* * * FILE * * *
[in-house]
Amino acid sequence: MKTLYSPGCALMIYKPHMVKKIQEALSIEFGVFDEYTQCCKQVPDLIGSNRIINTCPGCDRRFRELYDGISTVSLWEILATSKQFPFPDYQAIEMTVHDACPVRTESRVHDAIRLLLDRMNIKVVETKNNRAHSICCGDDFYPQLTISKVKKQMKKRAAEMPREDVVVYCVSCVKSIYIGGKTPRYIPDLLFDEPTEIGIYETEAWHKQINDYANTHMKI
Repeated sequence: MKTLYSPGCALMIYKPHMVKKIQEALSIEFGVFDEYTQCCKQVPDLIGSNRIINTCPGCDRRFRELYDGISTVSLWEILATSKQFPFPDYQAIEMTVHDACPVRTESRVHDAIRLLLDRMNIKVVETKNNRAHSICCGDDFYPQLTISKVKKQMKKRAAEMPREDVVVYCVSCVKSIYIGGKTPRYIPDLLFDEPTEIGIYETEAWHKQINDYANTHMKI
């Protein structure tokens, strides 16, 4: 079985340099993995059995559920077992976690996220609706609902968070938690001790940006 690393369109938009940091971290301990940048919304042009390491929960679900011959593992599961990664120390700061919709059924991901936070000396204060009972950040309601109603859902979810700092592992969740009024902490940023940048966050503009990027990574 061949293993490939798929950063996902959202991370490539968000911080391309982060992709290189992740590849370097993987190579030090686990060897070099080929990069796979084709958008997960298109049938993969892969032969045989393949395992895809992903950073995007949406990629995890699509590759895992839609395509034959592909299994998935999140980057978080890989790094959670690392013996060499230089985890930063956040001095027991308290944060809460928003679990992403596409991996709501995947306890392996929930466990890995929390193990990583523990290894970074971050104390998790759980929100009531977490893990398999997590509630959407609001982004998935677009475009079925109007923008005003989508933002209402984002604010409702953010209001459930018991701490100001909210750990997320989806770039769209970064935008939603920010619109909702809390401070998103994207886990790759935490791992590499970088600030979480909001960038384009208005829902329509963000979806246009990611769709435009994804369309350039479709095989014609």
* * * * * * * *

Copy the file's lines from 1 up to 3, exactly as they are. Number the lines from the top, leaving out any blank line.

[in-house]
Amino acid sequence: MKTLYSPGCALMIYKPHMVKKIQEALSIEFGVFDEYTQCCKQVPDLIGSNRIINTCPGCDRRFRELYDGISTVSLWEILATSKQFPFPDYQAIEMTVHDACPVRTESRVHDAIRLLLDRMNIKVVETKNNRAHSICCGDDFYPQLTISKVKKQMKKRAAEMPREDVVVYCVSCVKSIYIGGKTPRYIPDLLFDEPTEIGIYETEAWHKQINDYANTHMKI
Repeated sequence: MKTLYSPGCALMIYKPHMVKKIQEALSIEFGVFDEYTQCCKQVPDLIGSNRIINTCPGCDRRFRELYDGISTVSLWEILATSKQFPFPDYQAIEMTVHDACPVRTESRVHDAIRLLLDRMNIKVVETKNNRAHSICCGDDFYPQLTISKVKKQMKKRAAEMPREDVVVYCVSCVKSIYIGGKTPRYIPDLLFDEPTEIGIYETEAWHKQINDYANTHMKI